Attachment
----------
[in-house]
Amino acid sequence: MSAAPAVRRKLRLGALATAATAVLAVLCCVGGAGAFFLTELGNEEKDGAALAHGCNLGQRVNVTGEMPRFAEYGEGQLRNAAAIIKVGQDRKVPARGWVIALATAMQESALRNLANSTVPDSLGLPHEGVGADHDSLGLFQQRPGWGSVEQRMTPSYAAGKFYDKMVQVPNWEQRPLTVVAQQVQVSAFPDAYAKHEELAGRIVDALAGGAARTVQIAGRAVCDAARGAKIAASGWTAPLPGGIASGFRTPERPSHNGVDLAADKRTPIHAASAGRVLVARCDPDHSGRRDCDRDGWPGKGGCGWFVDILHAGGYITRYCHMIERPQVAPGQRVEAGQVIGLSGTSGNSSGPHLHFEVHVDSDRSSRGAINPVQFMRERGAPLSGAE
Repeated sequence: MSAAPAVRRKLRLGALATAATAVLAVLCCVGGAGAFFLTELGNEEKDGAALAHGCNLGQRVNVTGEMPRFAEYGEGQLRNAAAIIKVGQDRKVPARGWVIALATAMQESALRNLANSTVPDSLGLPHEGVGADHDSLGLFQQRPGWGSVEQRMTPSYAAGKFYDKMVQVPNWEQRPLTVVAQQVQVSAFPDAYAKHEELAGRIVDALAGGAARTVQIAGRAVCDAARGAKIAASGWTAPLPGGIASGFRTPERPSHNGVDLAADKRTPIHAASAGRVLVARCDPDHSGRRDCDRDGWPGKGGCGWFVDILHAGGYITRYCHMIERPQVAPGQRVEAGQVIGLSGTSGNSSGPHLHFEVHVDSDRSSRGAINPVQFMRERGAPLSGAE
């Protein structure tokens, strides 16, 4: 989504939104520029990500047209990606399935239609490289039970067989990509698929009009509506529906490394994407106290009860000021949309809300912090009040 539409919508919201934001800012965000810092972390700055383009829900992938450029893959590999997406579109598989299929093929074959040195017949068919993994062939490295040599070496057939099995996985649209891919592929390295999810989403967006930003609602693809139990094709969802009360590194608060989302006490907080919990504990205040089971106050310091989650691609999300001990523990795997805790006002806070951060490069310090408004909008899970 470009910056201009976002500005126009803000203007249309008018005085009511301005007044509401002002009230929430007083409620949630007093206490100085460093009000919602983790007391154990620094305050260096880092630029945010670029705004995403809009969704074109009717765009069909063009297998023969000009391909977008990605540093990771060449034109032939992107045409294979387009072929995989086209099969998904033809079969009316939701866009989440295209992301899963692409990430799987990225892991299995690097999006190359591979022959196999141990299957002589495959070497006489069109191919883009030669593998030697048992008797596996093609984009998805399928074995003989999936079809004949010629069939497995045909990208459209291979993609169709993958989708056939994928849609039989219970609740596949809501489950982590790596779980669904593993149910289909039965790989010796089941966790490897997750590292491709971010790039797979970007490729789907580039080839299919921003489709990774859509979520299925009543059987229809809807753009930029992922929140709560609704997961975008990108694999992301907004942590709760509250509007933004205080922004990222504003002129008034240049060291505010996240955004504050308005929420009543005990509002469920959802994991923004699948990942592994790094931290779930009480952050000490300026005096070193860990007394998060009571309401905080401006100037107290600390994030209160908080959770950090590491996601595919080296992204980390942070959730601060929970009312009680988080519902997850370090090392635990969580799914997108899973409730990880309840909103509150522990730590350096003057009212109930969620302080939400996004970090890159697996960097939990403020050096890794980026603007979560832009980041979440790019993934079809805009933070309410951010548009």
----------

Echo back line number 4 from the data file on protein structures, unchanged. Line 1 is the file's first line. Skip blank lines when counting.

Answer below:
């Protein structure tokens, strides 16, 4: 989504939104520029990500047209990606399935239609490289039970067989990509698929009009509506529906490394994407106290009860000021949309809300912090009040 539409919508919201934001800012965000810092972390700055383009829900992938450029893959590999997406579109598989299929093929074959040195017949068919993994062939490295040599070496057939099995996985649209891919592929390295999810989403967006930003609602693809139990094709969802009360590194608060989302006490907080919990504990205040089971106050310091989650691609999300001990523990795997805790006002806070951060490069310090408004909008899970 470009910056201009976002500005126009803000203007249309008018005085009511301005007044509401002002009230929430007083409620949630007093206490100085460093009000919602983790007391154990620094305050260096880092630029945010670029705004995403809009969704074109009717765009069909063009297998023969000009391909977008990605540093990771060449034109032939992107045409294979387009072929995989086209099969998904033809079969009316939701866009989440295209992301899963692409990430799987990225892991299995690097999006190359591979022959196999141990299957002589495959070497006489069109191919883009030669593998030697048992008797596996093609984009998805399928074995003989999936079809004949010629069939497995045909990208459209291979993609169709993958989708056939994928849609039989219970609740596949809501489950982590790596779980669904593993149910289909039965790989010796089941966790490897997750590292491709971010790039797979970007490729789907580039080839299919921003489709990774859509979520299925009543059987229809809807753009930029992922929140709560609704997961975008990108694999992301907004942590709760509250509007933004205080922004990222504003002129008034240049060291505010996240955004504050308005929420009543005990509002469920959802994991923004699948990942592994790094931290779930009480952050000490300026005096070193860990007394998060009571309401905080401006100037107290600390994030209160908080959770950090590491996601595919080296992204980390942070959730601060929970009312009680988080519902997850370090090392635990969580799914997108899973409730990880309840909103509150522990730590350096003057009212109930969620302080939400996004970090890159697996960097939990403020050096890794980026603007979560832009980041979440790019993934079809805009933070309410951010548009």